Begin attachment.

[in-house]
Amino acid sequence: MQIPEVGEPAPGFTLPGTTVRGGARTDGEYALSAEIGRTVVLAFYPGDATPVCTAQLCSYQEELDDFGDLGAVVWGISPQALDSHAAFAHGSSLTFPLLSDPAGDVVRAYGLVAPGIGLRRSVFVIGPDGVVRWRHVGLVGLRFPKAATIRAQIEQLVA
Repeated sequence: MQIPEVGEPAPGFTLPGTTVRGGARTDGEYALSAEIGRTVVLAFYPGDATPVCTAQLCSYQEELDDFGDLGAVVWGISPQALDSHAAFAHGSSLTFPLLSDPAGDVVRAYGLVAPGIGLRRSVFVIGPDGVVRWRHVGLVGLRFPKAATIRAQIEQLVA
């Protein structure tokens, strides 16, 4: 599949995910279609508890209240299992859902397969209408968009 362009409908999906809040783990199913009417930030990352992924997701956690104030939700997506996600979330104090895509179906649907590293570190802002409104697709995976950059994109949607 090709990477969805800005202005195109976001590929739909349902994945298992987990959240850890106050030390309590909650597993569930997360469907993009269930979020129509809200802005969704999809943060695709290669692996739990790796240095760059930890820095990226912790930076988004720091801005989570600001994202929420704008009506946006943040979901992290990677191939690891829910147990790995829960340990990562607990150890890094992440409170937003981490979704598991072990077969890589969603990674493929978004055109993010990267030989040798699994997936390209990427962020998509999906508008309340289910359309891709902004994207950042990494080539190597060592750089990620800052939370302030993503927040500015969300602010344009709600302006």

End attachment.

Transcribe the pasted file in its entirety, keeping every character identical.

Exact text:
[in-house]
Amino acid sequence: MQIPEVGEPAPGFTLPGTTVRGGARTDGEYALSAEIGRTVVLAFYPGDATPVCTAQLCSYQEELDDFGDLGAVVWGISPQALDSHAAFAHGSSLTFPLLSDPAGDVVRAYGLVAPGIGLRRSVFVIGPDGVVRWRHVGLVGLRFPKAATIRAQIEQLVA
Repeated sequence: MQIPEVGEPAPGFTLPGTTVRGGARTDGEYALSAEIGRTVVLAFYPGDATPVCTAQLCSYQEELDDFGDLGAVVWGISPQALDSHAAFAHGSSLTFPLLSDPAGDVVRAYGLVAPGIGLRRSVFVIGPDGVVRWRHVGLVGLRFPKAATIRAQIEQLVA
């Protein structure tokens, strides 16, 4: 599949995910279609508890209240299992859902397969209408968009 362009409908999906809040783990199913009417930030990352992924997701956690104030939700997506996600979330104090895509179906649907590293570190802002409104697709995976950059994109949607 090709990477969805800005202005195109976001590929739909349902994945298992987990959240850890106050030390309590909650597993569930997360469907993009269930979020129509809200802005969704999809943060695709290669692996739990790796240095760059930890820095990226912790930076988004720091801005989570600001994202929420704008009506946006943040979901992290990677191939690891829910147990790995829960340990990562607990150890890094992440409170937003981490979704598991072990077969890589969603990674493929978004055109993010990267030989040798699994997936390209990427962020998509999906508008309340289910359309891709902004994207950042990494080539190597060592750089990620800052939370302030993503927040500015969300602010344009709600302006």